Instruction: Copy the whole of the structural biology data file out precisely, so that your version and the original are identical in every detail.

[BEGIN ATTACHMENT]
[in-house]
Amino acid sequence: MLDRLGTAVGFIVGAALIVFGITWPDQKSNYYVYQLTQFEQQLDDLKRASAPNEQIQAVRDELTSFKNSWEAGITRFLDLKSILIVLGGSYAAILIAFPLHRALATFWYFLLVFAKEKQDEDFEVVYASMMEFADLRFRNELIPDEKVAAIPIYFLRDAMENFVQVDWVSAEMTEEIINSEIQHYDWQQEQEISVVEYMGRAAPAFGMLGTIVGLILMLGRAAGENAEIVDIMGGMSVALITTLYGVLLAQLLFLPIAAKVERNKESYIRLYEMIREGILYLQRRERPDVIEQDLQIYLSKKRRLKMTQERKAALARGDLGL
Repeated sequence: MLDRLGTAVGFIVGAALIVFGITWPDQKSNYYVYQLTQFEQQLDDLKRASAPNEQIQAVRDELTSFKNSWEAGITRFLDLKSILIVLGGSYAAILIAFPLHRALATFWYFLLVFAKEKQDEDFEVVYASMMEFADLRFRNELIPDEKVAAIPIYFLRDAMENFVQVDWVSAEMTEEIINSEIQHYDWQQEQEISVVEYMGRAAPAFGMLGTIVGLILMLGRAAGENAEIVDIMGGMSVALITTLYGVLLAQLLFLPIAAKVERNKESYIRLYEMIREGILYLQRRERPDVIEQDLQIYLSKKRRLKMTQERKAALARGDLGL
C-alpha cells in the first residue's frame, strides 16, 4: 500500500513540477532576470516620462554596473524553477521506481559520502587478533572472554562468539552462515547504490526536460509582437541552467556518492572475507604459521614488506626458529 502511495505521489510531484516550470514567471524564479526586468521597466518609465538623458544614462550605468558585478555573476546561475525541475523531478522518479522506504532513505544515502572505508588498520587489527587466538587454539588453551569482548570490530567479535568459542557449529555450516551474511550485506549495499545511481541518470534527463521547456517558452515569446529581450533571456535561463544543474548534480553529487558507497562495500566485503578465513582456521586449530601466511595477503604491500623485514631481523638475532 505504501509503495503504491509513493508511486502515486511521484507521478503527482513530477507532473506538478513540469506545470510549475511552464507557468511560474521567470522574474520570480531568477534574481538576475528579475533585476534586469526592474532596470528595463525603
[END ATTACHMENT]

[in-house]
Amino acid sequence: MLDRLGTAVGFIVGAALIVFGITWPDQKSNYYVYQLTQFEQQLDDLKRASAPNEQIQAVRDELTSFKNSWEAGITRFLDLKSILIVLGGSYAAILIAFPLHRALATFWYFLLVFAKEKQDEDFEVVYASMMEFADLRFRNELIPDEKVAAIPIYFLRDAMENFVQVDWVSAEMTEEIINSEIQHYDWQQEQEISVVEYMGRAAPAFGMLGTIVGLILMLGRAAGENAEIVDIMGGMSVALITTLYGVLLAQLLFLPIAAKVERNKESYIRLYEMIREGILYLQRRERPDVIEQDLQIYLSKKRRLKMTQERKAALARGDLGL
Repeated sequence: MLDRLGTAVGFIVGAALIVFGITWPDQKSNYYVYQLTQFEQQLDDLKRASAPNEQIQAVRDELTSFKNSWEAGITRFLDLKSILIVLGGSYAAILIAFPLHRALATFWYFLLVFAKEKQDEDFEVVYASMMEFADLRFRNELIPDEKVAAIPIYFLRDAMENFVQVDWVSAEMTEEIINSEIQHYDWQQEQEISVVEYMGRAAPAFGMLGTIVGLILMLGRAAGENAEIVDIMGGMSVALITTLYGVLLAQLLFLPIAAKVERNKESYIRLYEMIREGILYLQRRERPDVIEQDLQIYLSKKRRLKMTQERKAALARGDLGL
C-alpha cells in the first residue's frame, strides 16, 4: 500500500513540477532576470516620462554596473524553477521506481559520502587478533572472554562468539552462515547504490526536460509582437541552467556518492572475507604459521614488506626458529 502511495505521489510531484516550470514567471524564479526586468521597466518609465538623458544614462550605468558585478555573476546561475525541475523531478522518479522506504532513505544515502572505508588498520587489527587466538587454539588453551569482548570490530567479535568459542557449529555450516551474511550485506549495499545511481541518470534527463521547456517558452515569446529581450533571456535561463544543474548534480553529487558507497562495500566485503578465513582456521586449530601466511595477503604491500623485514631481523638475532 505504501509503495503504491509513493508511486502515486511521484507521478503527482513530477507532473506538478513540469506545470510549475511552464507557468511560474521567470522574474520570480531568477534574481538576475528579475533585476534586469526592474532596470528595463525603